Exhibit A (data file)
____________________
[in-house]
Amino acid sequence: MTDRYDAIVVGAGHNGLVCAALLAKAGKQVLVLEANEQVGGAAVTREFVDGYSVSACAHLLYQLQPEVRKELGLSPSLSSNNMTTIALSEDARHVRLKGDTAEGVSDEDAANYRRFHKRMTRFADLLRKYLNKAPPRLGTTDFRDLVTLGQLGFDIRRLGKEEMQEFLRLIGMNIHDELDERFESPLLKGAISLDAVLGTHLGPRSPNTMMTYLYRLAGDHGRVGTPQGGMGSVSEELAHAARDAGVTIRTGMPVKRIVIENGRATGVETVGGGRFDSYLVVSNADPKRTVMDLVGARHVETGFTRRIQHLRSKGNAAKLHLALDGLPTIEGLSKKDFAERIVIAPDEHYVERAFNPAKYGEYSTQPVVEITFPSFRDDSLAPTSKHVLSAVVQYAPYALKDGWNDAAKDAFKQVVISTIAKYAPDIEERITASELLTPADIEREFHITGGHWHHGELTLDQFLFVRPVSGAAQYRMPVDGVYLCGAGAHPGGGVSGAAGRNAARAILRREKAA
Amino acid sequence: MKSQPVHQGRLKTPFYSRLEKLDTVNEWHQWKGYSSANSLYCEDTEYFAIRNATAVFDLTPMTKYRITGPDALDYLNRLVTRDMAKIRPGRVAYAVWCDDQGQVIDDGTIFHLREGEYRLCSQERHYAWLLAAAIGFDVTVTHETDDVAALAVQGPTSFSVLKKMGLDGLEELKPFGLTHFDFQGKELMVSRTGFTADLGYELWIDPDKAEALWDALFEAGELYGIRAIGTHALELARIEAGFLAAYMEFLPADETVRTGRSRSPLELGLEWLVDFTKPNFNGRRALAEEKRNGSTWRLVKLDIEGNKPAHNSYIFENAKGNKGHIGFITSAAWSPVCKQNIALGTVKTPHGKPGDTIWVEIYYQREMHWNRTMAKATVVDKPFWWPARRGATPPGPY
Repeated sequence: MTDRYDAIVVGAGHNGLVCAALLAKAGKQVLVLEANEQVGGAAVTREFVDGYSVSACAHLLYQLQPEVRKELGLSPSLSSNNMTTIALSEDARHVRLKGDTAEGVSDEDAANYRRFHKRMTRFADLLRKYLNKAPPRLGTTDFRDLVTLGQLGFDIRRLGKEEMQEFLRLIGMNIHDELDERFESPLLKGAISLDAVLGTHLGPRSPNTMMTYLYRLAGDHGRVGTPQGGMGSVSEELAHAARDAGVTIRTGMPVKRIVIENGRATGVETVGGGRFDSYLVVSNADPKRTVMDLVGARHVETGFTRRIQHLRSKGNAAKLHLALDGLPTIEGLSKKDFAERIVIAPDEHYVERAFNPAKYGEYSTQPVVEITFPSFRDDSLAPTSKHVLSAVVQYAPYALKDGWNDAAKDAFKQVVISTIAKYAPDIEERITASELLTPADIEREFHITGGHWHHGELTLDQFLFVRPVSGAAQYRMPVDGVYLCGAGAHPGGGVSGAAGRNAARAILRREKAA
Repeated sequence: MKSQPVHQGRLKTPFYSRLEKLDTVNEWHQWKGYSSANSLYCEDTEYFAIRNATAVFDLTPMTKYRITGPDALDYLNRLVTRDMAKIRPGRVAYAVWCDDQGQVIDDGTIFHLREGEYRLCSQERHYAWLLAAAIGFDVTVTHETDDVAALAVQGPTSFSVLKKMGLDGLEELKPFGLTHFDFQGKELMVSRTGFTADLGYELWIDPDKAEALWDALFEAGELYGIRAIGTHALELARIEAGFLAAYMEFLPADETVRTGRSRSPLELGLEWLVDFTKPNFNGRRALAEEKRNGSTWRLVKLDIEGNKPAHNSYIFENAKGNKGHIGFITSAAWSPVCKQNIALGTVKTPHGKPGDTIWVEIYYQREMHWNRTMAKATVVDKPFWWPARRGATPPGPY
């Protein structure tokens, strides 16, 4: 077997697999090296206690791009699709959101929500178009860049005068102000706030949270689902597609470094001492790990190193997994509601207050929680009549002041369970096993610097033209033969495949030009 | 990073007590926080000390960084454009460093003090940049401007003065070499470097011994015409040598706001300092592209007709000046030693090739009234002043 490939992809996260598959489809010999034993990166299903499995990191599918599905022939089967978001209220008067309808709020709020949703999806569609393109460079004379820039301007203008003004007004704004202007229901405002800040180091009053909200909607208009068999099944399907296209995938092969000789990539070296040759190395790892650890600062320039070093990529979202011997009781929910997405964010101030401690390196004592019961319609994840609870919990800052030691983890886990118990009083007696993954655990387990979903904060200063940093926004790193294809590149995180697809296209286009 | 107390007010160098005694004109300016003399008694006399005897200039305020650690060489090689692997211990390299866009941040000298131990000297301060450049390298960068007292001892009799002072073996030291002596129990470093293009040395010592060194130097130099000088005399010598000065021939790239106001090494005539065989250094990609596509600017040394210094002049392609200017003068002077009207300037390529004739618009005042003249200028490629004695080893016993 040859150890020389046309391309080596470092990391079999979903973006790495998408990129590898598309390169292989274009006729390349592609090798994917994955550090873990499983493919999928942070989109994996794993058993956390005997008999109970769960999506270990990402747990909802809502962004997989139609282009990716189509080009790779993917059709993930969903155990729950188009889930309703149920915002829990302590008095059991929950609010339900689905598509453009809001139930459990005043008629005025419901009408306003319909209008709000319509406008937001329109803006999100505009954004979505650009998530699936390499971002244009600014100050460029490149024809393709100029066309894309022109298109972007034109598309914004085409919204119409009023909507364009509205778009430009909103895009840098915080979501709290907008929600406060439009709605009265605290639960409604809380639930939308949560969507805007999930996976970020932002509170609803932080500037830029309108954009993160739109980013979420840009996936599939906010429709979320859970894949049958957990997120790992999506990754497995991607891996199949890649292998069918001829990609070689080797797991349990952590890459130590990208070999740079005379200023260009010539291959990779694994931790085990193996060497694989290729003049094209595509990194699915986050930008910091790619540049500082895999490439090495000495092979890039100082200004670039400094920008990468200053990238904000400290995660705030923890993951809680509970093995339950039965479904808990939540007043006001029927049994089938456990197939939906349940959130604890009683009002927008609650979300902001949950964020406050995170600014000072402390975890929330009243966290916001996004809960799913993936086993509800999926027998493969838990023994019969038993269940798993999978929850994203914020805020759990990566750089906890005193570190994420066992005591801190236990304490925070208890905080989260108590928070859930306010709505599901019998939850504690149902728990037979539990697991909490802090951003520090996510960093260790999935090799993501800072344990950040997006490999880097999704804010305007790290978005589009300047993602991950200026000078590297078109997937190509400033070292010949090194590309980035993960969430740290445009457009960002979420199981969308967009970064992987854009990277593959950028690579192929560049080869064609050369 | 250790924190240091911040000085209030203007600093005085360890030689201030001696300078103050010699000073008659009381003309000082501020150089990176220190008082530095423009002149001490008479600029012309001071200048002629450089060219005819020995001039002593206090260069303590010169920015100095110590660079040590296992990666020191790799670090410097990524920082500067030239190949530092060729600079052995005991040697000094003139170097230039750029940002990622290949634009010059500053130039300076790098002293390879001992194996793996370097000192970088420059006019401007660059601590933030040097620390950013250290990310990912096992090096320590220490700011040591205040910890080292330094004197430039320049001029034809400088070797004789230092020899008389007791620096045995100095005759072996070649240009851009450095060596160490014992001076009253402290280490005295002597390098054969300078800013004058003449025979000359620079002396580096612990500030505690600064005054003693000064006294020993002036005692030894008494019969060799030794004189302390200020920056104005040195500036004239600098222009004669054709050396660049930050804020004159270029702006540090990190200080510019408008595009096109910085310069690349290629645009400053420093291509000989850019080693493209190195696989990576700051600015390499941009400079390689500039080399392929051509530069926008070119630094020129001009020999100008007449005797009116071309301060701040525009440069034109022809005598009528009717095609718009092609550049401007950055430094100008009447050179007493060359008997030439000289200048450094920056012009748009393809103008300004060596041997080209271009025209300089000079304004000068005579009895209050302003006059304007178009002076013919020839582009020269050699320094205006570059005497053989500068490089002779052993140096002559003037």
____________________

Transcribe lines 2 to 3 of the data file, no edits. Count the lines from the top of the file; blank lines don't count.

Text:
Amino acid sequence: MTDRYDAIVVGAGHNGLVCAALLAKAGKQVLVLEANEQVGGAAVTREFVDGYSVSACAHLLYQLQPEVRKELGLSPSLSSNNMTTIALSEDARHVRLKGDTAEGVSDEDAANYRRFHKRMTRFADLLRKYLNKAPPRLGTTDFRDLVTLGQLGFDIRRLGKEEMQEFLRLIGMNIHDELDERFESPLLKGAISLDAVLGTHLGPRSPNTMMTYLYRLAGDHGRVGTPQGGMGSVSEELAHAARDAGVTIRTGMPVKRIVIENGRATGVETVGGGRFDSYLVVSNADPKRTVMDLVGARHVETGFTRRIQHLRSKGNAAKLHLALDGLPTIEGLSKKDFAERIVIAPDEHYVERAFNPAKYGEYSTQPVVEITFPSFRDDSLAPTSKHVLSAVVQYAPYALKDGWNDAAKDAFKQVVISTIAKYAPDIEERITASELLTPADIEREFHITGGHWHHGELTLDQFLFVRPVSGAAQYRMPVDGVYLCGAGAHPGGGVSGAAGRNAARAILRREKAA
Amino acid sequence: MKSQPVHQGRLKTPFYSRLEKLDTVNEWHQWKGYSSANSLYCEDTEYFAIRNATAVFDLTPMTKYRITGPDALDYLNRLVTRDMAKIRPGRVAYAVWCDDQGQVIDDGTIFHLREGEYRLCSQERHYAWLLAAAIGFDVTVTHETDDVAALAVQGPTSFSVLKKMGLDGLEELKPFGLTHFDFQGKELMVSRTGFTADLGYELWIDPDKAEALWDALFEAGELYGIRAIGTHALELARIEAGFLAAYMEFLPADETVRTGRSRSPLELGLEWLVDFTKPNFNGRRALAEEKRNGSTWRLVKLDIEGNKPAHNSYIFENAKGNKGHIGFITSAAWSPVCKQNIALGTVKTPHGKPGDTIWVEIYYQREMHWNRTMAKATVVDKPFWWPARRGATPPGPY